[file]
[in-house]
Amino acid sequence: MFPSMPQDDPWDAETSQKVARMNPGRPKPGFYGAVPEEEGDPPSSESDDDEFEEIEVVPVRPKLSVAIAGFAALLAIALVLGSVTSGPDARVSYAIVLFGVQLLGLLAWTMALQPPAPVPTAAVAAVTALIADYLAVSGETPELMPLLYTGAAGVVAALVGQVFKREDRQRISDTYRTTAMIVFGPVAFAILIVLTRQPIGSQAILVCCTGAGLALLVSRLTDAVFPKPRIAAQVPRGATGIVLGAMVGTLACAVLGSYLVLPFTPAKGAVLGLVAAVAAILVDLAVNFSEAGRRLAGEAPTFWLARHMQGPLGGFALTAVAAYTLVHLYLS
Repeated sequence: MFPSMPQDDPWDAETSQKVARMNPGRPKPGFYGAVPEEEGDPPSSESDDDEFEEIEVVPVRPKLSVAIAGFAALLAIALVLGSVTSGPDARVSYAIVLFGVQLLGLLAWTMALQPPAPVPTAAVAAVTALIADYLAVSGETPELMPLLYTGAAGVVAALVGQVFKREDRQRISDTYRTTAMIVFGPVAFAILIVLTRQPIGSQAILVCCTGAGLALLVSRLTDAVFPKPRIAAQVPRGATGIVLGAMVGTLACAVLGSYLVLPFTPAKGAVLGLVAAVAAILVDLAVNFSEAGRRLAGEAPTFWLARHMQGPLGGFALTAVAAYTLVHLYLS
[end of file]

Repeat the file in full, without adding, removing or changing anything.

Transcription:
[in-house]
Amino acid sequence: MFPSMPQDDPWDAETSQKVARMNPGRPKPGFYGAVPEEEGDPPSSESDDDEFEEIEVVPVRPKLSVAIAGFAALLAIALVLGSVTSGPDARVSYAIVLFGVQLLGLLAWTMALQPPAPVPTAAVAAVTALIADYLAVSGETPELMPLLYTGAAGVVAALVGQVFKREDRQRISDTYRTTAMIVFGPVAFAILIVLTRQPIGSQAILVCCTGAGLALLVSRLTDAVFPKPRIAAQVPRGATGIVLGAMVGTLACAVLGSYLVLPFTPAKGAVLGLVAAVAAILVDLAVNFSEAGRRLAGEAPTFWLARHMQGPLGGFALTAVAAYTLVHLYLS
Repeated sequence: MFPSMPQDDPWDAETSQKVARMNPGRPKPGFYGAVPEEEGDPPSSESDDDEFEEIEVVPVRPKLSVAIAGFAALLAIALVLGSVTSGPDARVSYAIVLFGVQLLGLLAWTMALQPPAPVPTAAVAAVTALIADYLAVSGETPELMPLLYTGAAGVVAALVGQVFKREDRQRISDTYRTTAMIVFGPVAFAILIVLTRQPIGSQAILVCCTGAGLALLVSRLTDAVFPKPRIAAQVPRGATGIVLGAMVGTLACAVLGSYLVLPFTPAKGAVLGLVAAVAAILVDLAVNFSEAGRRLAGEAPTFWLARHMQGPLGGFALTAVAAYTLVHLYLS